The section-by-section analysis characterizes Section 7 as follows, id. at 5:
This section amends the provision of section 2401, the limitations section, to conform the section to the amendments added by the bill. The amendments have the effect of simplifying the language of section 2401 to require that a claimant must file a claim in writing to the appropriate Federal agency within 2 years after the claim accrues, and to further require the filing of a court action within 6 months of notice by certified or registered mail of a final decision of the claim by the agency to which it was presented.
The Senate report contains the same statement under the heading "PURPOSE", S.Rep. No. 1327, supra, reprinted in 1966 U.S.Code Cong. & Ad.News at 2515, and quotes the House's section-by-section analysis, id., reprinted in 1966 U.S.Code Cong. & Ad.News at 2522. The legislators thus knew exactly what they were doing; whether or not they were aware that they were changing the prior law is immaterial. Why the draftsman chose to use "or" in the bill, as distinguished from the crystal clear "and" of the committee reports, is indeed beyond our ken. It suffices to overcome plaintiffs' attempt to have us rewrite the statute that the committees had the "or" language of the bills before them and thought it meant "and". It is settled that "or" may be read to mean "and" when the context so indicates. See, e.g., Union Insurance Co. v. United States, 73 U.S. (6 Wall.) 759, 764, 18 L. Ed. 879 (1868); De Sylva v. Ballentine, 351 U.S. 570, 573-74, 76 S. Ct. 974, 976, 100 L. Ed. 1415 (1956);2 United States v. Moore, 613 F.2d 1029, 1040 (D.C. Cir. 1979), cert. denied, 446 U.S. 954, 100 S. Ct. 2922, 64 L. Ed. 2d 811 (1980); 1A C. Sands, Sutherland Statutes and Statutory Construction Sec. 21.14, at 91 (4th ed. 1972). Moreover, there is good reason for Congress to wish that such a claim be presented as soon as is possible with fairness to the claimant; if the claim has been filed and the agency has acted so promptly that suit can be instituted before two years after the accident, common sense and expediency would require this. Under these circumstances we may not properly supply the additional language that would be needed to embrace plaintiffs' actions and still leave the statute making sense.3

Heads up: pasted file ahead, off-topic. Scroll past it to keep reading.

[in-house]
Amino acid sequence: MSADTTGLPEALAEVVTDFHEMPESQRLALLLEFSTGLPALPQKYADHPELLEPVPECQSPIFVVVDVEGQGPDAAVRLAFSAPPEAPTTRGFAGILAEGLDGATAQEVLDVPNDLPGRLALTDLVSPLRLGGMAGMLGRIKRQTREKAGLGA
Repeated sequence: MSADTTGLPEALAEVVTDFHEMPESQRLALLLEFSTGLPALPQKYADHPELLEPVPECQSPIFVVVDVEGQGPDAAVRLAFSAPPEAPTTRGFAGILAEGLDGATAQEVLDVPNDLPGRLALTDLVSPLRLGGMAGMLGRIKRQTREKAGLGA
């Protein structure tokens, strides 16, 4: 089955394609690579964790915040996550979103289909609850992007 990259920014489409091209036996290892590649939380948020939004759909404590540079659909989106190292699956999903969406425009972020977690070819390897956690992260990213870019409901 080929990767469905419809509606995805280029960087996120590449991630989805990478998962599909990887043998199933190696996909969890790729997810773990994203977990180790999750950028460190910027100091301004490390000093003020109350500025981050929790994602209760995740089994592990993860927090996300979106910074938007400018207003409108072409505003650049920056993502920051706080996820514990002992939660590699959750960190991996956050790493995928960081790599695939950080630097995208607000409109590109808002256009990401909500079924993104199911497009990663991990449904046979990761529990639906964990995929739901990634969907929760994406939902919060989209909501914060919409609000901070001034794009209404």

It remains only to mention two other arguments made by the plaintiffs. Unlike the district judge, we do not see how their case is aided by Kelley v. United States, supra, 568 F.2d 259. Kelley held only that 28 U.S.C. § 2675(a), requiring initial presentation of "a claim against the United States for money damages for injury or loss of property or personal injury or death caused by the negligent or wrongful act or omission of any employee of the Government while acting within the scope of his office or employment", did not apply to an action instituted in a state court against Government employees for injury resulting from their driving motor vehicles within the scope of the employment, for which the Government had assumed responsibility and which it had caused to be removed as provided in 28 U.S.C. § 2679(b), (d). 568 F.2d at 262-68. The question how far 28 U.S.C. § 2401(b) applied to such an action was expressly reserved, id. at 268. There is equally little force in the contention that plaintiffs could escape the consequences of their failure to bring suit within six months of the denial of their claims by filing new claims within the allowable two year period. If Congress mandated that suit be brought within six months after administrative denial of a claim, as we hold that it did, the bar cannot be avoided by starting all over again.
The order denying the Government's motion to dismiss the actions as time-barred is reversed, with instructions to dismiss the complaints.
The three plaintiffs in these actions and Joseph Dotterweich, the owner and driver of the postal jeep, filed claims for approximately $2,000,000 each. Dotterweich was named by the United States as a third-party defendant in the actions filed in the district court. He has not participated in the proceedings before this court
Justice Harlan observed, 351 U.S. at 573, 76 S. Ct. at 976, that "the word 'or' is often used as a careless substitute for the word 'and'; that is, it is often used in phrases where 'and' would express the thought with greater clarity."
While so holding we must express our concern that the executive and legislative branches have allowed this ambiguity to flourish for some 15 years after it had surfaced in Claremont Aircraft, Inc. v. United States, supra. The existing language may cause hardship to litigants acting pro se or represented by inexpert counsel, although this risk is diminished by the warning required to be contained in the notices of denial, and might even lead to an intercircuit conflict. Granted that Congress has decidedly more serious concerns, there must be time over 15 years for the Department of Justice to secure passage of a bill that would substitute "and" for "or" when the former so much more clearly says what Congress meant and the proposal thus is truly noncontroversial